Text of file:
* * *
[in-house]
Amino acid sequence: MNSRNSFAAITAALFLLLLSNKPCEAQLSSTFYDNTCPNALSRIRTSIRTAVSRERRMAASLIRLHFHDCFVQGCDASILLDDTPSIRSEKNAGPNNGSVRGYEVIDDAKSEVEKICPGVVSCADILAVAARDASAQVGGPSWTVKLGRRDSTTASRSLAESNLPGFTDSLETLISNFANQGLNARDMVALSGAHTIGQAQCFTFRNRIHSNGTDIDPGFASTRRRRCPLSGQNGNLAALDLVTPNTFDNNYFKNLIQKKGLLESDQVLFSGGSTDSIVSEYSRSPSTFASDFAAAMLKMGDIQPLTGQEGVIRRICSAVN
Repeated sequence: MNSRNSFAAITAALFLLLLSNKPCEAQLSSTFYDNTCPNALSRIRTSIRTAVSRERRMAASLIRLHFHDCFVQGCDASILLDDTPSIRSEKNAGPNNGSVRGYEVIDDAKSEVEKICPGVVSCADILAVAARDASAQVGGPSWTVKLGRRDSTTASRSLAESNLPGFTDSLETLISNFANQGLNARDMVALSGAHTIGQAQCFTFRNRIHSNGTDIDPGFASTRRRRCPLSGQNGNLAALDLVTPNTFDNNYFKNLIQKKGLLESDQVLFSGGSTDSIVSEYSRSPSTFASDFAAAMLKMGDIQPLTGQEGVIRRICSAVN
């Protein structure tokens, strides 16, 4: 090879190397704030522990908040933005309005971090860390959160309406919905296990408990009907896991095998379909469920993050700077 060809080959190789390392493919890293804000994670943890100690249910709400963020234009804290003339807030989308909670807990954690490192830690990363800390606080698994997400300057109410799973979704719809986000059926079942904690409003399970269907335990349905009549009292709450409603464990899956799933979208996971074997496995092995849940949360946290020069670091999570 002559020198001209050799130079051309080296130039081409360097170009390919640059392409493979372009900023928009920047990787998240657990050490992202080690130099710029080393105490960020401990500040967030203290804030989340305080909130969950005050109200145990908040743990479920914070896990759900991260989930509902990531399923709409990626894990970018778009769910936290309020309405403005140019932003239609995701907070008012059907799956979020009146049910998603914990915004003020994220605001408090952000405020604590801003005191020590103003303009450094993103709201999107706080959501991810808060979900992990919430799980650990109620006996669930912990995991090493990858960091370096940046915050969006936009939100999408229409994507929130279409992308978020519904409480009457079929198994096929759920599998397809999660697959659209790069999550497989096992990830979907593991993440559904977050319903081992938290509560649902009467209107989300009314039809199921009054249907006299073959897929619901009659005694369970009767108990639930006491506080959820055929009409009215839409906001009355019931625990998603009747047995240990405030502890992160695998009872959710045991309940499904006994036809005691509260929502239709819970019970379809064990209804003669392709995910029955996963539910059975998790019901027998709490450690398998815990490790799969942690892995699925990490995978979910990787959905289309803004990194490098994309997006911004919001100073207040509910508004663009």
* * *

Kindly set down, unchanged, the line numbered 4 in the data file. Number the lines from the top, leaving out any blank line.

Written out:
């Protein structure tokens, strides 16, 4: 090879190397704030522990908040933005309005971090860390959160309406919905296990408990009907896991095998379909469920993050700077 060809080959190789390392493919890293804000994670943890100690249910709400963020234009804290003339807030989308909670807990954690490192830690990363800390606080698994997400300057109410799973979704719809986000059926079942904690409003399970269907335990349905009549009292709450409603464990899956799933979208996971074997496995092995849940949360946290020069670091999570 002559020198001209050799130079051309080296130039081409360097170009390919640059392409493979372009900023928009920047990787998240657990050490992202080690130099710029080393105490960020401990500040967030203290804030989340305080909130969950005050109200145990908040743990479920914070896990759900991260989930509902990531399923709409990626894990970018778009769910936290309020309405403005140019932003239609995701907070008012059907799956979020009146049910998603914990915004003020994220605001408090952000405020604590801003005191020590103003303009450094993103709201999107706080959501991810808060979900992990919430799980650990109620006996669930912990995991090493990858960091370096940046915050969006936009939100999408229409994507929130279409992308978020519904409480009457079929198994096929759920599998397809999660697959659209790069999550497989096992990830979907593991993440559904977050319903081992938290509560649902009467209107989300009314039809199921009054249907006299073959897929619901009659005694369970009767108990639930006491506080959820055929009409009215839409906001009355019931625990998603009747047995240990405030502890992160695998009872959710045991309940499904006994036809005691509260929502239709819970019970379809064990209804003669392709995910029955996963539910059975998790019901027998709490450690398998815990490790799969942690892995699925990490995978979910990787959905289309803004990194490098994309997006911004919001100073207040509910508004663009």